The Supreme Court is not solely a constitutional court. It hears some 10,000 cases a year, including thousands of criminal and civil appeals. To date, judges, like all civil servants, have been appointed on a professional, rather than political, basis, although the inclusion of four politicians on the Committee for the Selection of Judges stems from the recognition that the appointment of a judge must also enjoy public legitimization.
The critical questions are: Will the public’s trust in the court grow if the Court becomes overtly political rather than professional? Should we sacrifice the professionalism of the judges, together with the public trust, on the altar of political appointments? Another cluster of political proposals seeks to limit the authority of the High Court of Justice and the accessibility of public petitioners to the court. Others seek to grant the Knesset authority to pass legislation to contravene judicial decisions.
In contrast to the US , the government sits on the shoulders of the Knesset majority. The Knesset is therefore incapable of restraining the executive branch. This is clearly the role of the High Court of Justice. In the absence of a formal constitution, the court has a crucial and unique responsibility for maintaining the democratic rules of the game and safeguarding human and civil rights. During the first decades after the establishment of the state, the court defined a legislative bill of rights whose role, in retrospect, has been critical in the establishment of Israeli democracy.
Furthermore, given that the Arab minority lacks political power and has been excluded from participation in the government, the Supreme Court, convening as the High Court of Justice, provides the only protection it has from the tyranny and discrimination on the part of the majority. This is also true for the Palestinian residents of Judea and Samaria, who have no political rights at all. And a large body of Supreme Court decisions proves that Jewish citizens, too, often need judicial protection of their rights.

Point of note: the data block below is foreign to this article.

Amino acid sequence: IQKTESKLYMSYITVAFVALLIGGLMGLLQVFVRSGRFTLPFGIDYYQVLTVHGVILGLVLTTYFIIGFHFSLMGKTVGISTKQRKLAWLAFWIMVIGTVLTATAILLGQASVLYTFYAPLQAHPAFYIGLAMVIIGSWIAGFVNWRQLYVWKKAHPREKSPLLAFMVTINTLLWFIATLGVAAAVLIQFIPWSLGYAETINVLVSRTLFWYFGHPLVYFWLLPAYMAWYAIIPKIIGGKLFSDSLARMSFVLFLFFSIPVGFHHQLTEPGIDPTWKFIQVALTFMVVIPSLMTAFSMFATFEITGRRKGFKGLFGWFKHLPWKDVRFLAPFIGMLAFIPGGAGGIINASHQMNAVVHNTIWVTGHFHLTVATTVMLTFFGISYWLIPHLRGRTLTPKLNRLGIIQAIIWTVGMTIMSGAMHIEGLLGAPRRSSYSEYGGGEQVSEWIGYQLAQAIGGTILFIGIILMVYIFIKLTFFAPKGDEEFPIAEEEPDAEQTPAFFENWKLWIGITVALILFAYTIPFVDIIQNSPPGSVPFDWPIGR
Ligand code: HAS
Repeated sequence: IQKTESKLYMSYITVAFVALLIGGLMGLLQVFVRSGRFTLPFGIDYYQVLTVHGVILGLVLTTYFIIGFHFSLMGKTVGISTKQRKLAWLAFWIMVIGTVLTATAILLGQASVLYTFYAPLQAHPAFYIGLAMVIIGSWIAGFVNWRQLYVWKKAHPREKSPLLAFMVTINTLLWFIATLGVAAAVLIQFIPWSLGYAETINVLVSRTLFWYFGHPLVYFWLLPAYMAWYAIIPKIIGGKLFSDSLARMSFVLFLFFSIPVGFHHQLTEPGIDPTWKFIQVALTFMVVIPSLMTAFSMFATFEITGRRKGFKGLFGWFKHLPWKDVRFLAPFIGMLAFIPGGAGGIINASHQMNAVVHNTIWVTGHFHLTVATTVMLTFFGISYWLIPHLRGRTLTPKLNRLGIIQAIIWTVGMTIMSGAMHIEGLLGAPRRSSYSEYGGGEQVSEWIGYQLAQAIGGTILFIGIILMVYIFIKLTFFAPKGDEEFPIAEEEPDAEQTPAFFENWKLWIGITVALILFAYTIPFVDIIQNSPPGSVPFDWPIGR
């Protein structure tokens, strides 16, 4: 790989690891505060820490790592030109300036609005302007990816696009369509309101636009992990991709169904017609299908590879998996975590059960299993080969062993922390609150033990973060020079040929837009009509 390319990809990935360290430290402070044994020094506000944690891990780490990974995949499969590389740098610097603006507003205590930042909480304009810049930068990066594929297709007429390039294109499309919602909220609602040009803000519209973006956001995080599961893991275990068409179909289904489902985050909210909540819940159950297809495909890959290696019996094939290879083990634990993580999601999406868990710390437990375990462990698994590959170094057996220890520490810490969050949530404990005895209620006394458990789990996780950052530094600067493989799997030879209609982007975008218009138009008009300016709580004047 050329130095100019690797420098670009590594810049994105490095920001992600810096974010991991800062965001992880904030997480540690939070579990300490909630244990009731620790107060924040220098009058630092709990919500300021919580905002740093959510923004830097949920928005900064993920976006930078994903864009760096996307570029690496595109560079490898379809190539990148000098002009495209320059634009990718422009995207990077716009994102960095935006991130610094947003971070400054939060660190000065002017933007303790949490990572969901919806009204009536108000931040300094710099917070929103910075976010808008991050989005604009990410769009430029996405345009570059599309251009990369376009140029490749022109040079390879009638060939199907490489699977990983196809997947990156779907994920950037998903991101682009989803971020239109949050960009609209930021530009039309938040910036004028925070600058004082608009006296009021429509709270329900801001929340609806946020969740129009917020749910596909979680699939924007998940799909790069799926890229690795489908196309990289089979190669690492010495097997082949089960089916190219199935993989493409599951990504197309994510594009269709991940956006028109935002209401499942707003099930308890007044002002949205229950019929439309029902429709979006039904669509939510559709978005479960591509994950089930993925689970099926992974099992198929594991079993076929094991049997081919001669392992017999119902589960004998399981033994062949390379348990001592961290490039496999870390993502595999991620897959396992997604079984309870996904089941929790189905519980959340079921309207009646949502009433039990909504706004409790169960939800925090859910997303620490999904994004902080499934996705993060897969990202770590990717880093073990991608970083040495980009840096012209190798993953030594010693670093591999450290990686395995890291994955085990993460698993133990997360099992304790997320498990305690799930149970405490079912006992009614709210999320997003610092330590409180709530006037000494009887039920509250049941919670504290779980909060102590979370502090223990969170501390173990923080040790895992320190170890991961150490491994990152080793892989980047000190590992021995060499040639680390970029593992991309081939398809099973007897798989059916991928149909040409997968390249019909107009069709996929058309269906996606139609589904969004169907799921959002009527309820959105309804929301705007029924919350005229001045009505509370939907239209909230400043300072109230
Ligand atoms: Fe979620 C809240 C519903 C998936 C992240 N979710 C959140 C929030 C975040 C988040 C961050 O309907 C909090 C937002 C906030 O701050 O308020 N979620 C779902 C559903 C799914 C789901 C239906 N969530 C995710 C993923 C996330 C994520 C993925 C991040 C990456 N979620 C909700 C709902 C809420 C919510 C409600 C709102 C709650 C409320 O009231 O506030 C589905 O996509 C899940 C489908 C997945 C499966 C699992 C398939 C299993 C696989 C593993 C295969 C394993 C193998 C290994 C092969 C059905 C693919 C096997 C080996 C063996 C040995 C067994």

Any attempt to strike at the Supreme Court – whether through politicization of the process of the selection of judges or limitation of its authority to safeguard human and minority rights – is a strike against democracy.
The attacks on the court must be viewed as part of a wider campaign of destructive legislation intended to limit equality, especially with regard to the Arab minority, including legislation such as the law permitting acceptance committees to screen out prospective candidates for small villages, the Nakba law that imposes sanctions against expressions of sympathy with the Palestinian experience during Israel’s War of Independence, and the various proposals demanding loyalty pledges, as well as the legislation to limit freedom of expression and curtail the activities of human rights organizations.
If this campaign succeeds, Israeli democracy will become little more than a hollow shell, in which a tyrannical majority will be able to impose its will without restraint. In a situation of limited freedom of expression, even elections will become meaningless.
Prof. Mordechai Kremnitzer is vice president and attorney Amir Fuchs is a researcher at the Israel Democracy Institute.